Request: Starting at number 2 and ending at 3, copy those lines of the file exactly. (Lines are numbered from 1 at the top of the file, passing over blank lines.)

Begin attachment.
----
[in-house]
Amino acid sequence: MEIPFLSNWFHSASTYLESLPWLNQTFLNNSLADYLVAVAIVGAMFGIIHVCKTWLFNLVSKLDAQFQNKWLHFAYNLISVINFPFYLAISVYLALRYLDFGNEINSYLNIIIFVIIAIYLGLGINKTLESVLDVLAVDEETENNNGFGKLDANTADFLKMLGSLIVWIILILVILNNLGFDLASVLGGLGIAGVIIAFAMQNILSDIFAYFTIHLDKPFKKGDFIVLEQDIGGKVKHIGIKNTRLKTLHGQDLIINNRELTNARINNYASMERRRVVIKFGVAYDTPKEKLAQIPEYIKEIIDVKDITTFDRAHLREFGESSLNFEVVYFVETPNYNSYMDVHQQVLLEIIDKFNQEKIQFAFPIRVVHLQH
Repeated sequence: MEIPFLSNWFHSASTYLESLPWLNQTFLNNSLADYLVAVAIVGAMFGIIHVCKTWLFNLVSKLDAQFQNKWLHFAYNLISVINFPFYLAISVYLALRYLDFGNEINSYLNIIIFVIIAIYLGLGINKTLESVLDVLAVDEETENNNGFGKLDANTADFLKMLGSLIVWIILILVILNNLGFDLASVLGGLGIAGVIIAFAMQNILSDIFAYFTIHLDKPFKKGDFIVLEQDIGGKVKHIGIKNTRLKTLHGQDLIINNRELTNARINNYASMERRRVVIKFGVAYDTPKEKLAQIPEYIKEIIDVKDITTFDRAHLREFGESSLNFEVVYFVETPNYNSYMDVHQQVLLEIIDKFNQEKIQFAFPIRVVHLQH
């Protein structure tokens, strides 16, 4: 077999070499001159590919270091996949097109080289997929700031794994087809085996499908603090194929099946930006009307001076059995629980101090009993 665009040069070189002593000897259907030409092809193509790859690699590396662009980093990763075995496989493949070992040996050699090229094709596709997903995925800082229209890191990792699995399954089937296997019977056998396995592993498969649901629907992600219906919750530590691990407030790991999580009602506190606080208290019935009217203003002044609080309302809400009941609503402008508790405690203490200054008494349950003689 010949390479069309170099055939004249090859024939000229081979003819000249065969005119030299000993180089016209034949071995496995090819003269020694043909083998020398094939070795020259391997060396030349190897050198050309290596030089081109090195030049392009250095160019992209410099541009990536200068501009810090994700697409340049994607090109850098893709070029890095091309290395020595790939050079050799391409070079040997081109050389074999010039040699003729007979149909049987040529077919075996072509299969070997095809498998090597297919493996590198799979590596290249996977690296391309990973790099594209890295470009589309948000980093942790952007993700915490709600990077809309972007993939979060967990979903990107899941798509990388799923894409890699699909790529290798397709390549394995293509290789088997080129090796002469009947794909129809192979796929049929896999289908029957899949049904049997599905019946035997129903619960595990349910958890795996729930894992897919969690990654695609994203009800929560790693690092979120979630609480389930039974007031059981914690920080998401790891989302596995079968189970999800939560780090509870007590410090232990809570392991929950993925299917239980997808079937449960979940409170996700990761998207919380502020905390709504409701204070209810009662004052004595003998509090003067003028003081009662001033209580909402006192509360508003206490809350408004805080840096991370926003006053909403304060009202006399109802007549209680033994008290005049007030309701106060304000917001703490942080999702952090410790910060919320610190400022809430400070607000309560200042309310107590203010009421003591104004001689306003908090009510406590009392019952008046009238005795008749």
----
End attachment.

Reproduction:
Amino acid sequence: MEIPFLSNWFHSASTYLESLPWLNQTFLNNSLADYLVAVAIVGAMFGIIHVCKTWLFNLVSKLDAQFQNKWLHFAYNLISVINFPFYLAISVYLALRYLDFGNEINSYLNIIIFVIIAIYLGLGINKTLESVLDVLAVDEETENNNGFGKLDANTADFLKMLGSLIVWIILILVILNNLGFDLASVLGGLGIAGVIIAFAMQNILSDIFAYFTIHLDKPFKKGDFIVLEQDIGGKVKHIGIKNTRLKTLHGQDLIINNRELTNARINNYASMERRRVVIKFGVAYDTPKEKLAQIPEYIKEIIDVKDITTFDRAHLREFGESSLNFEVVYFVETPNYNSYMDVHQQVLLEIIDKFNQEKIQFAFPIRVVHLQH
Repeated sequence: MEIPFLSNWFHSASTYLESLPWLNQTFLNNSLADYLVAVAIVGAMFGIIHVCKTWLFNLVSKLDAQFQNKWLHFAYNLISVINFPFYLAISVYLALRYLDFGNEINSYLNIIIFVIIAIYLGLGINKTLESVLDVLAVDEETENNNGFGKLDANTADFLKMLGSLIVWIILILVILNNLGFDLASVLGGLGIAGVIIAFAMQNILSDIFAYFTIHLDKPFKKGDFIVLEQDIGGKVKHIGIKNTRLKTLHGQDLIINNRELTNARINNYASMERRRVVIKFGVAYDTPKEKLAQIPEYIKEIIDVKDITTFDRAHLREFGESSLNFEVVYFVETPNYNSYMDVHQQVLLEIIDKFNQEKIQFAFPIRVVHLQH